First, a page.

Multitasking—it’s the small-business owner’s Red Bull. Without it, you feel like you’ll never get through all you have to do in a day, right?
Well, get this: “The newest research shows that multitasking results in greater stress and lower productivity. That means that the more you try to get done at once, the less you get done in practice,” says David Dillard-Wright, assistant professor of philosophy at the University of South Carolina Aiken and author of Meditation for Multitaskers: Your Guide to Finding Peace Between the Pings.
If you’re thinking, Research, smesearch. Give me one good reason why I should change the way I work, Dillard-Wright offers this word: “Peace.”
“I think that we have been conditioned to believe that life must be hectic and unmanageable,” he says, “that it’s just a dog-eat-dog world and we all have to scramble to survive. That mentality leads to a lower standard of living, measured in quality of life, for everyone.”
Dillard-Wright says meditation has been shown in a number of peer-reviewed studies to reduce stress and improve health, not to mention focus. And, he says, “far from being impractical or escapist, meditation actually induces a more realistic perception of the world by helping us to see clearly.”
Meditation can also help you learn to remain calm in bumper-to-bumper traffic. It changes your thought processes, says Dillard-Wright, “getting to the very basis of problems like depression and anxiety. Oftentimes we think that something must be wrong externally with our lives when the real problem lies in false perceptions.”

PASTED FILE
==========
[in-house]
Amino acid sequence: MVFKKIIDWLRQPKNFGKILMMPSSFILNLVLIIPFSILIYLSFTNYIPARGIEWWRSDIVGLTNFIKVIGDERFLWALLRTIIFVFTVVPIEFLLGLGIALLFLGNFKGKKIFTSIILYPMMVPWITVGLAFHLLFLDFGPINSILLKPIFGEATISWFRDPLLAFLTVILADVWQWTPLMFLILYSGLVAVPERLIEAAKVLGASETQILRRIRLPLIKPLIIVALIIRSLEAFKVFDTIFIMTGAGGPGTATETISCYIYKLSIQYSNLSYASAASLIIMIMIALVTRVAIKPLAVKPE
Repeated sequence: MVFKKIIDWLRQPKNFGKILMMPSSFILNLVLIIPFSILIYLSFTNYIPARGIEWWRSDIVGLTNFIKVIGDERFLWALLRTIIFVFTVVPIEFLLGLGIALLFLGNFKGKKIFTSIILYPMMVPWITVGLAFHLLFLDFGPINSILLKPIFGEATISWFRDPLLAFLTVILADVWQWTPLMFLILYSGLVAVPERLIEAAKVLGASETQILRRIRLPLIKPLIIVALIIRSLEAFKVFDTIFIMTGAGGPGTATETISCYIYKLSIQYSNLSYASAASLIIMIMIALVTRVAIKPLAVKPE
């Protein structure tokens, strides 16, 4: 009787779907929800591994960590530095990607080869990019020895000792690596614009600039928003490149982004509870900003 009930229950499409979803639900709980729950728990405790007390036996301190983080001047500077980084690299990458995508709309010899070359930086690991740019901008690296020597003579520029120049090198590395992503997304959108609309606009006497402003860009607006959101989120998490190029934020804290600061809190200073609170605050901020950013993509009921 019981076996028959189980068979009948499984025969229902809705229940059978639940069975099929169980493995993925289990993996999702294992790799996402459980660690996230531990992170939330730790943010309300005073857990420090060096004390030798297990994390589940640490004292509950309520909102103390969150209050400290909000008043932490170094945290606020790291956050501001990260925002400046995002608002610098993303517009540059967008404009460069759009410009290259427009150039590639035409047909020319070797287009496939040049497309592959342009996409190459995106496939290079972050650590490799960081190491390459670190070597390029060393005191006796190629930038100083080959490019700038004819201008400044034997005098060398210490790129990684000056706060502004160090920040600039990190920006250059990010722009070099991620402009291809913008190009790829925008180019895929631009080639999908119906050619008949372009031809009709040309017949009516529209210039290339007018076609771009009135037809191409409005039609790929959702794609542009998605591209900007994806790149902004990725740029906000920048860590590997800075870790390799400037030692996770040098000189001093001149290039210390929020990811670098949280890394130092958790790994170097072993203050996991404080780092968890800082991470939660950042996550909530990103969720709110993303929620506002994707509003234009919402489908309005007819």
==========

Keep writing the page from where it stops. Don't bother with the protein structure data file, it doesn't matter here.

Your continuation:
To begin, try sitting still for a few minutes and noticing your breathing. Count the breaths or listen to some soothing music. Don’t overcomplicate it. Be quiet, and let that be enough.
Stress Less › Get relaxation on the go with these apps for meditation and stress reduction.
Stress Free Meditations with Deepak Chopra—Five relaxing soundtracks, including breathing and sleep programs, guided by the meditation master. $1.99 for iPhone/iPad
StressPile—A stress tracker that helps you identify where and when you’re most vulnerable to a meltdown so you can start to manage repeat offenders. Free for iPhone/iPad
Simply Being—Guided voice meditation for 5-20 minutes, plus music or nature sound options. $0.99 for iPhone/iPad/Android
Meditation Objections › Think you can’t meditate? You’re not alone.
♦ I’m not crossing my legs like that.
“Don’t get too focused on having the proper techniques,” says David Dillard-Wright, author of Meditation for Multitaskers. “Meditation should be the simplest, most intuitive part of your life. There are plenty of good meditation teachers, but practice is the best teacher of all. In the beginning, don’t be intimidated and just get started. Silence will teach you everything you need to know.”
♦ I can’t sit still that long.
“The ability to sit for longer periods of time comes with practice. Everyone has a set point beyond which continuing to sit brings diminished returns. You will know when you have reached that point when you either fall asleep or want to throw something against the wall. Just like in physical exercise, you develop your meditation ‘muscles’ with repeated use.”
♦ My mind never shuts up.
“You don’t have to master your mind in order to meditate, if mastery means beating it into submission. As thoughts arise you simply dismiss them, like pop-up advertisements.”
♦ I have about five minutes of spare time.
“Meditation is as simple as taking a few deep breaths and developing a receptive attitude toward the world. Rather than imposing your will on reality, you simply pay attention to whatever arises in yourself or in the world.”